Rabbi David Etengoff
Dedicated to the sacred memories of my mother, Miriam Tovah bat Aharon Hakohen, father-in-law, Levi ben Yitzhak, sister-in-law, Ruchama Rivka Sondra bat Yechiel, sister, Shulamit bat Menachem, Chaim Mordechai Hakohen ben Natan Yitzchak, Yehonatan Binyamin ben Mordechai Meir Halevi, Avraham Yechezkel ben Yaakov Halevy, Shayna Yehudit bat Avraham Manes and Rivka, HaRav Raphael ben HaRav Ephraim, the refuah shlaimah of Devorah bat Chana, Yitzhak Akiva ben Malka, Yekutiel Yehudah ben Pessel Lifsha and Shoshana Elka bat Etel Dina, and the safety of our brothers and sisters in Israel and around the world.
The first 21 verses of the 15th chapter of Sefer Shemot are known as “the Shira,” the song of joy and exultation that was sung by our forebears after they crossed the Sea of Reeds. It is one of the most often recited passages in the Torah based upon its prominent placement at the end of the Pesukei d’Zimrah (Verses of Song) section of the morning prayers, and its choice as the dramatic Torah reading for the Seventh Day of Pesach. One would think that our familiarity with this celebrated passage would lead to a clear understanding of its content. Yet, due to its poetic language and metaphoric images, its meaning remains elusive and difficult to comprehend.
One such example of the Shira’s complexity is the phrase, “nora tehilot.” Popular English translations render it in the following manner: “too awesome for praise” (ArtScroll Tanach), “too awesome for praises” (The Judaica Press Complete Tanach), and “awesome in praise” (Rav Aryeh Kaplan zatzal, The Living Torah). The first two translations seem to follow Rashi’s (1040-1105) explication of our term, “[You are] too awesome for [one] to recite Your praises, lest they fall short, as it is written (Sefer Tehillim 65:2): ‘Silence is praise to You.’” (Rashi and Tanach translations, The Judaica Press Complete Tanach) Rashi’s approach to our expression is quite reminiscent of a passage found in Talmud Bavli, Brachot 33b:
A certain [individual] went down [to lead the prayers] in the presence of R. Chanina and said, O’ G-d, the great, mighty, awesome, majestic, powerful, awful, strong, fearless, sure and honored. He [R. Chanina] waited until he had finished, and when he had finished he said to him, “Have you concluded all the praise of your Master? Why would I [or anyone else] want all this? Even with these three that we do say [the great, mighty and awesome G-d,] had not Moses our Master mentioned them in the Torah [Sefer Devarim 10:17] and had not the Men of the Great Assembly come and inserted them in the Tefilah [i.e. Shemoneh Esrai], we would not have been able to mention them, and you say all these and still go on! (Translation, The Soncino Talmud with my brackets and extensive emendations)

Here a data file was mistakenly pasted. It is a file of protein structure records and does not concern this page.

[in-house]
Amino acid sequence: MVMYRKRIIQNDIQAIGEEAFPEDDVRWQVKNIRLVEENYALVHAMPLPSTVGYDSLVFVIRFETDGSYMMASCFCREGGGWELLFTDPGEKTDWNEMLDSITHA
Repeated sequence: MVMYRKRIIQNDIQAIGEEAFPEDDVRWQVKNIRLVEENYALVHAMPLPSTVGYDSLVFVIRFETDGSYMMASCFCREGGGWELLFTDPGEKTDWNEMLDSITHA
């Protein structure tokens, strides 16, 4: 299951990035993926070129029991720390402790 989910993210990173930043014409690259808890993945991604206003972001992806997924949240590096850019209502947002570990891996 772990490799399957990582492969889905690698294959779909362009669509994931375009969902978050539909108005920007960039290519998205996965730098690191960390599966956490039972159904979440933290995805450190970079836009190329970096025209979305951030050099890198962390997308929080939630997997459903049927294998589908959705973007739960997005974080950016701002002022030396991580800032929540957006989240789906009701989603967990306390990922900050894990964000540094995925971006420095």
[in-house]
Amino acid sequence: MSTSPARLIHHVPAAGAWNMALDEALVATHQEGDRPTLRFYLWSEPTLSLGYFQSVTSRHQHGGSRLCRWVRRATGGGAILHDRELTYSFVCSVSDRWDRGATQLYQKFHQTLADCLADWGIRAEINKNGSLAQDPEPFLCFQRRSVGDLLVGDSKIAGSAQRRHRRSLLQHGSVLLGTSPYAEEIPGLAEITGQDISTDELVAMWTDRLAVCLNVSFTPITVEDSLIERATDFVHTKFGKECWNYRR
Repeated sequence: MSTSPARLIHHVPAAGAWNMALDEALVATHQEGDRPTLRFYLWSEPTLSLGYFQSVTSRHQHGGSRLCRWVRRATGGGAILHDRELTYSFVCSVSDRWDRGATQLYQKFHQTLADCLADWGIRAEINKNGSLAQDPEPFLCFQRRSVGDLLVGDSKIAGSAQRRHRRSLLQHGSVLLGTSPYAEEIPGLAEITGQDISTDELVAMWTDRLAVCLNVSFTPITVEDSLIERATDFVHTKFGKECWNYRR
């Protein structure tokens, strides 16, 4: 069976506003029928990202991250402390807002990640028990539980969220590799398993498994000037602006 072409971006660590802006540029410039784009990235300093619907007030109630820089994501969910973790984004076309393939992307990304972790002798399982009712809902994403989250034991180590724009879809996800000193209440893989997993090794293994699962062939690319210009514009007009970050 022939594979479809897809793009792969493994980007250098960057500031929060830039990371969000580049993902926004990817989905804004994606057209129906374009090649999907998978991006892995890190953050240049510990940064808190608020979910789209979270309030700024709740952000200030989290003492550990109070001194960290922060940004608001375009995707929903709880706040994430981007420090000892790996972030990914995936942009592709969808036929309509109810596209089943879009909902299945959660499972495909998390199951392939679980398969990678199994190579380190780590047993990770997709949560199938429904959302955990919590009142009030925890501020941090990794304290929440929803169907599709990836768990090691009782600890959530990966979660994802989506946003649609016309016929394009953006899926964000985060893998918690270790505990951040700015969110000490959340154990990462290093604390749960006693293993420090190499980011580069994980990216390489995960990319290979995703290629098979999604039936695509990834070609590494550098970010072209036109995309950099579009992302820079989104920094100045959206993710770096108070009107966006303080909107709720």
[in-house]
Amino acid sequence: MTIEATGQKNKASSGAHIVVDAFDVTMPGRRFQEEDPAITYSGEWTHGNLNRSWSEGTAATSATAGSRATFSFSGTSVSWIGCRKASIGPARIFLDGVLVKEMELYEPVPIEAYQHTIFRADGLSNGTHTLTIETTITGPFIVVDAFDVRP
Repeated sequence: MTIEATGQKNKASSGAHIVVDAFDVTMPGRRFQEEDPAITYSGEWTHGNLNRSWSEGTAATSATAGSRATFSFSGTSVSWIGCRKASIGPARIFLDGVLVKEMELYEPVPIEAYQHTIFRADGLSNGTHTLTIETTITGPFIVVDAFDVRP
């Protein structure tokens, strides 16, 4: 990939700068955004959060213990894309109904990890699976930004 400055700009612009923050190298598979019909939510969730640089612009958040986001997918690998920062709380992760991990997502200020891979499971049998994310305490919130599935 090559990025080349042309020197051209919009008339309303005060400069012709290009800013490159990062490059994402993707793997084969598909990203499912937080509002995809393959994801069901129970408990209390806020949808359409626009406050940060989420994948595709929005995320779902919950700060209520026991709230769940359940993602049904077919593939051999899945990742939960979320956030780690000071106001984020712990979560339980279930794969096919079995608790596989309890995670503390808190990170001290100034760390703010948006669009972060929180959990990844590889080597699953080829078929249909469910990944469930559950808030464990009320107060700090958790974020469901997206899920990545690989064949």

The Rambam (Maimonides, 1135-12-4) summarizes the essential intent of Rabbi Chanina’s words in the following halachic decision:
Also, a person should not be profuse in his mention of adjectives describing G-d, and say: “The great, mighty, awesome, powerful, courageous, and strong G-d,” for it is impossible for man to express the totality of His praises. Instead, one should mention [only] the praises that were mentioned by Moses, of blessed memory. (Mishneh Torah, Hilchot Tefilah 9:7, translation, Rabbi Eliyahu Touger)
In sum, the approaches of Rashi, the Talmud, the Rambam, and the first two translators mentioned earlier focus upon our fundamental inability to effectively praise our Creator. Moreover, the expression, “great, mighty and awesome G-d,” is permissible in our Tefilot solely because Moses utilized these terms in Sefer Devarim, and they were included by the Men of the Great Assembly in their formulation of the Shemoneh Esrai.
Rav Aryeh Kaplan’s translation of nora tehilot, “awesome in praise,” takes an entirely different tact than that of the previous sources. Instead of emphasizing our incapacity to properly proclaim the glory of Hashem, Rav Kaplan recognizes that man, too, has a role to play in extolling Him. I believe that this approach is in consonance with the following midrashic passage from the 42nd chapter of Pirkei d’ Rabbi Eliezer:
Nora tehilah (singular form) is not written here. Instead, the Torah writes, “nora tehilot” (plural form). [It is written in the plural form to teach us that] the Ministering Angels praise You in the Heavenly Heights, whereas, the Jewish people offer praises in the terrestrial sphere. [Regarding the Jewish people’s role in exalting Hashem,] the text, therefore, writes (Sefer Tehillim 22:4): “But You are holy; You await the praises of Israel.” (Translation and brackets my own)
I believe that the Midrash, and Rav Kaplan’s translation of nora tehilot, are very spiritually edifying. They focus on the positive nature of the relationship that obtains between Hashem and the Jewish people. It is a unique relationship, for as King David emphasizes in this verse from Sefer Tehillim, Hashem in all His uncountable glory waits for us to praise Him – something that He does in regard to no other nation. True, as the other sources stress, we can never truly begin to recognize Hashem’s greatness and awesome status. Nonetheless, He longs for our songs of praise just as much, if not more, than the praises of the Ministering Angels.
May this Seventh Day of Passover be one wherein we, as individuals and as a nation, sing heartfelt praises to our Creator, and once again proclaim as a united people: “…this is my G-d, and I will extol Him, the G-d of my father, and I will exalt Him.” (Sefer Shemot 15:2) V’chane yihi ratzon.
Shabbat Shalom and Chag Sameach
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